In an industry that set a record for recalls in 2014, and with over 34.5 million vehicles recalled by the end of July, 2015, Jackson believes that dealers should take a more active role in protecting consumers. The CEO said, “If every time a vehicle, new or used, moves through the franchised automotive retail system, every recall is completed, then the completion rate on recalls in total, both how fast they get done and the percentage that get done, will increase significantly.”
The head of the largest automotive dealer chain in the U.S., AutoNation, announced that his company will no longer sell or lease vehicles that are under recall. CEO Mike Jackson confirmed the change in policy on Tuesday, saying “The recall situation for the U.S. auto industry is a black eye. It is a dysfunctional nightmare that the industry should be ashamed of, and customers are right to be angry and confused. As part of the industry, we have to hold a mirror up and say, ‘What can we do better as a company?'” Jackson said that the move would be costly to the company, estimating that between five and 10 percent of the company’s current inventory of 80,000 vehicles consists of cars with recalls. AutoNation began the policy six-weeks ago by manually pulling vehicles from its 293 retail locations. The vehicles have been tagged “Not For Sale” until the repairs are made. Jackson said, “We make it our responsibility as a retailer to identify those vehicles and remove them from the market until their safety issues have been addressed.” The company plans having a fully-automated system in place to pull the vehicles by the end of the year. To replace the recalled inventory, the company plans to buy an additional 10,000 vehicles.
Although not overtly saying it, it would appear that AutoNation is attempting to set an industry standard among automotive retailers. Jackson explained, “There’s no way to expect that customers would or should know of every safety recall on every vehicle they might purchase, so we will ensure that our vehicles have all recalls completed.” In an industry that set a record for recalls in 2014, and with over 34.5 million vehicles recalled by the end of July, 2015, Jackson believes that dealers should take a more active role in protecting consumers. The CEO said, “If every time a vehicle, new or used, moves through the franchised automotive retail system, every recall is completed, then the completion rate on recalls in total, both how fast they get done and the percentage that get done, will increase significantly. And there we can make our contribution to the solution.” As part of the policy, AutoNation also stated that it will not sell the recalled vehicles to retailers or wholesalers either, saying that the company “has taken an explicit position that it will not have any role whatsoever in these vehicles being on the road.” Instead, the company will wait until the appropriate repairs are made before reselling them.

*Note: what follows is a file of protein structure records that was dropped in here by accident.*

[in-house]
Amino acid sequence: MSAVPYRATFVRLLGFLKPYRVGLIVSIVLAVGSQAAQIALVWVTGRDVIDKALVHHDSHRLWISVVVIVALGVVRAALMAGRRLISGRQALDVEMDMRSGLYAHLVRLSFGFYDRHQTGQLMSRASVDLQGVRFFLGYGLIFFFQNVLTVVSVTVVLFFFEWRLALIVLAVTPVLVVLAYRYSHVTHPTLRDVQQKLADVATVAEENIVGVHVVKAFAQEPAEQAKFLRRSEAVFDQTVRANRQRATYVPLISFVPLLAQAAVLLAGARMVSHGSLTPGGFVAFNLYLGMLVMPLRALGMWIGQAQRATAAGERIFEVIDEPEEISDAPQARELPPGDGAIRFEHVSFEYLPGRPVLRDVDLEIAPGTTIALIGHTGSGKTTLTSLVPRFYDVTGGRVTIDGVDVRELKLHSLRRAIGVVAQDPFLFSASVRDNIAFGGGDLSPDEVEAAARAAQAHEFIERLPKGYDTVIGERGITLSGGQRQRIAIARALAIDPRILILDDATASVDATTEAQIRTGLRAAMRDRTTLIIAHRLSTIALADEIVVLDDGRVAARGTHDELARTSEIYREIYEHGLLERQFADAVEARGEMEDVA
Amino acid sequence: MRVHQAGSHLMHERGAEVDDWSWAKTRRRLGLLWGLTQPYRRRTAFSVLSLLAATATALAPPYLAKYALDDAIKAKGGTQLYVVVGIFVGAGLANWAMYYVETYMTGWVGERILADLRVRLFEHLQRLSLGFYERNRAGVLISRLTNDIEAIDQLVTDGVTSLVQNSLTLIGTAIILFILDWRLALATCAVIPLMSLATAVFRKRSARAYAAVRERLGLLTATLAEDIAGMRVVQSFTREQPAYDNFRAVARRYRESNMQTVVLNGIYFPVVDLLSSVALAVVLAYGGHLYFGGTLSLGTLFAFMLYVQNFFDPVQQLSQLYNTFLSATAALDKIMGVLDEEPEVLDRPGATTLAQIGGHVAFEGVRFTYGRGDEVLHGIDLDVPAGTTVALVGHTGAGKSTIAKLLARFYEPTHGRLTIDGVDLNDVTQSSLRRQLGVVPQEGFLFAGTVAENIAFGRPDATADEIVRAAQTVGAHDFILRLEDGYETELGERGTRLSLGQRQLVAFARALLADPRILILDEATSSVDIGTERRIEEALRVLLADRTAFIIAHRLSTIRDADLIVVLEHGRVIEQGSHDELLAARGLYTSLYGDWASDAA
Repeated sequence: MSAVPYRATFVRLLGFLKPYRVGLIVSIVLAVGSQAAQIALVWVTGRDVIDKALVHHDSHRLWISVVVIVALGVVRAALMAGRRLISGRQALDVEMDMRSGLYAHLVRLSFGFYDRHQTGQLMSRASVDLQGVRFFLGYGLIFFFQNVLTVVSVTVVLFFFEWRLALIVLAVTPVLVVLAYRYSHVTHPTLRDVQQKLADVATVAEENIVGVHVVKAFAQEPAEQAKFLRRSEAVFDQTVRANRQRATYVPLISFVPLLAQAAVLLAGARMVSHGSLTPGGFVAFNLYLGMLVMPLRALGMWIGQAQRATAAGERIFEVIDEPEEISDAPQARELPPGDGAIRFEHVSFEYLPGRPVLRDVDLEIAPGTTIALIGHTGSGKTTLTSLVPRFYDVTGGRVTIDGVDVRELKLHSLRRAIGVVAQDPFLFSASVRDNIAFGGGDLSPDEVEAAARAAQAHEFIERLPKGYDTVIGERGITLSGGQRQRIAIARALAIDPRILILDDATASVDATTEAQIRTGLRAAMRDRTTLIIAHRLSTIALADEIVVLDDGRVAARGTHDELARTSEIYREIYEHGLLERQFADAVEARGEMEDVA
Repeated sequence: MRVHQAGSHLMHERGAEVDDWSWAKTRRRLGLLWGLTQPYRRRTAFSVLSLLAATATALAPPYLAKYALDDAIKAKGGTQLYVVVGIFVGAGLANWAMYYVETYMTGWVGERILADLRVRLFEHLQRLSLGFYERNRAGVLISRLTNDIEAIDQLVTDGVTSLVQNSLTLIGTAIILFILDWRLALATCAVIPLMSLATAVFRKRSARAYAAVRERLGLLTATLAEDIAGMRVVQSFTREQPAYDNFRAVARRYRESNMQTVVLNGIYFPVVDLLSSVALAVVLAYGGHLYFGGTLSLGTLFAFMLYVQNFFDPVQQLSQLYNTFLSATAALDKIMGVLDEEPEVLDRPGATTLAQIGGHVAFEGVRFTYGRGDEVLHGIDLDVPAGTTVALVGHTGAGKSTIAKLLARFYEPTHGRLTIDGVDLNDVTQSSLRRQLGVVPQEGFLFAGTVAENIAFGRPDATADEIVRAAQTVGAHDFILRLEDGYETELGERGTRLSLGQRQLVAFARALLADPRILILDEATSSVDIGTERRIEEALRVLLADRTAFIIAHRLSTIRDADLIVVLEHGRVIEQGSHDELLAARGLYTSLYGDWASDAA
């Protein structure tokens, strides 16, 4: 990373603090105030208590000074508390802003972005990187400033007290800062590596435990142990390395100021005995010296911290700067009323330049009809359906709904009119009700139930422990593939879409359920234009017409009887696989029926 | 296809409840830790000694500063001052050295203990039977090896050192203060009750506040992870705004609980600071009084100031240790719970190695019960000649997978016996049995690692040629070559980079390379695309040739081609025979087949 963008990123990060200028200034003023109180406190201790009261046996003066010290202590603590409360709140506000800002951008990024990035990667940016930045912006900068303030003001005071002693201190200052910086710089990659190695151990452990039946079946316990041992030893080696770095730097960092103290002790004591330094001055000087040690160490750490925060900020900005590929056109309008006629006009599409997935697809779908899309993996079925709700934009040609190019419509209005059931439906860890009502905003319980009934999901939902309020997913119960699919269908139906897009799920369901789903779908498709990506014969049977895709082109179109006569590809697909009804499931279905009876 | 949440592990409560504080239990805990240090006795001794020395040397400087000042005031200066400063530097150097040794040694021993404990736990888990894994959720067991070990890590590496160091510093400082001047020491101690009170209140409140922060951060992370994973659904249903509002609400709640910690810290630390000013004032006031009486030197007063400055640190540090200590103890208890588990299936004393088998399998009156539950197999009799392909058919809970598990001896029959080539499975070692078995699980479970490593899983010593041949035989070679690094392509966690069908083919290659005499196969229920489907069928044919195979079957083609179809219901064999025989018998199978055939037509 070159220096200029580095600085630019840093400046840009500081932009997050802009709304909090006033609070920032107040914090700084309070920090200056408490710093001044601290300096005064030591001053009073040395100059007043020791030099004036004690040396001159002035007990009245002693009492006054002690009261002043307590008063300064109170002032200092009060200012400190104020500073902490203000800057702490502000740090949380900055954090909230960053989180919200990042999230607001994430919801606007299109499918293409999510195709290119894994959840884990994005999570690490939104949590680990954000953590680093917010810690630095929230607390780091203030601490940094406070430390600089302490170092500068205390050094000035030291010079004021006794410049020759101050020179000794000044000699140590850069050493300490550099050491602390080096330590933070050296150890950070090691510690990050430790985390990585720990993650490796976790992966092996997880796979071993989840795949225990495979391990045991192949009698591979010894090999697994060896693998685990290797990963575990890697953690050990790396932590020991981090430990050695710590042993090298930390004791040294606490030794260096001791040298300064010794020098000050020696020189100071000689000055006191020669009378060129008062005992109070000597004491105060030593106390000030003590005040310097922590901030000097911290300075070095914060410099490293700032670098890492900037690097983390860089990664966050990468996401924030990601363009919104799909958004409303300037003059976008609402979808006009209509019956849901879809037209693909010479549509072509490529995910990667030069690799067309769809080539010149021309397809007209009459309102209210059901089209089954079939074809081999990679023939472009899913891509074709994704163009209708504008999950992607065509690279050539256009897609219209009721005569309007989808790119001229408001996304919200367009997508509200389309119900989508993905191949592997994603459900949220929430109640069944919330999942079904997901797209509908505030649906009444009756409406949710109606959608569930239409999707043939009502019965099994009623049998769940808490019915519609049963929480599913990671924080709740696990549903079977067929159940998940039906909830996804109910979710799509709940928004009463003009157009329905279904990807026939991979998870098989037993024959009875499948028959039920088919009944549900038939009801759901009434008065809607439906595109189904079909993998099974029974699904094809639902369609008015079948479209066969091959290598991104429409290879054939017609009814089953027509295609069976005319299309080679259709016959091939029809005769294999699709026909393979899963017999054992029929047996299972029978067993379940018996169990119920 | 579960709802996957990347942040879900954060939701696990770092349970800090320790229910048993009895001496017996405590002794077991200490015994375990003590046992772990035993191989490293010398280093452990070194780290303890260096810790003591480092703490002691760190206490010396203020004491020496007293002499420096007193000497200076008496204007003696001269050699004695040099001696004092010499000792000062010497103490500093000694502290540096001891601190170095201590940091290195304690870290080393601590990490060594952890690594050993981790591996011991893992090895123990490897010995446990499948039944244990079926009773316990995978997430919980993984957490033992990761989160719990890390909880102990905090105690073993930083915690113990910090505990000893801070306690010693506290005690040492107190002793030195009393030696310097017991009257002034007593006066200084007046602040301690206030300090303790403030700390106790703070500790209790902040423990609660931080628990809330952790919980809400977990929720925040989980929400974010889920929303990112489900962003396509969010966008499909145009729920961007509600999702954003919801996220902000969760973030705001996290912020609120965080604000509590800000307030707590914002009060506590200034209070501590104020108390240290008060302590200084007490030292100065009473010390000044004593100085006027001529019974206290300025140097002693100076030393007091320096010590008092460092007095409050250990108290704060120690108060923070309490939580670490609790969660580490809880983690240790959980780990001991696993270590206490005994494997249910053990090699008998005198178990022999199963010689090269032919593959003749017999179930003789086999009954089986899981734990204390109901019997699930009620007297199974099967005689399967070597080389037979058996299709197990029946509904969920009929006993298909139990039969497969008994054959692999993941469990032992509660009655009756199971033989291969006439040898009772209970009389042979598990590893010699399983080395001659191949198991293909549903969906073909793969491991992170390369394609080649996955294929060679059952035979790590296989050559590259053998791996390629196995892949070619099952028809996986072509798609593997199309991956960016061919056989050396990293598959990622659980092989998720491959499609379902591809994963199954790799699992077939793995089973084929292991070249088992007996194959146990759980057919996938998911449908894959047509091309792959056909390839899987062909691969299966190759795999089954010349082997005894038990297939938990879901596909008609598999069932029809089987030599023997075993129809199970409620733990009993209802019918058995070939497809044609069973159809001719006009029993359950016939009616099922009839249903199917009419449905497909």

In Tuesday’s press release, AutoNation said that it will still accept customer trade-ins for vehicles that have been recalled “even with the understanding that there may be additional time and investment in the processing of these vehicles as part of the reconditioning process.” The announcement and the move to automate the company’s retail process come after two years of internal debate, according to Jackson, who said “When the Takata airbag came along, we said, ‘We can’t go on like this. We need to have an automated system.” The move is strategic in a sense too. Having 35 new-car dealerships under its wing, the company is capable of receiving reimbursements for recalled vehicles from manufacturers, unlike major competitor CarMax, which only sells used vehicles. CarMax announced last month that while sales associates can help customers identify recalls, the “current recall system is based on the manufacturer’s relationship with its dealers and registered vehicle owners, and not with independent used auto retailers, like CarMax.”
Automotive News – Amy Wilson
Nasdaq – Dow Jones Business News
PRN Newswire – AutoNation Inc.
Reuters – Joseph White
Join the conversation!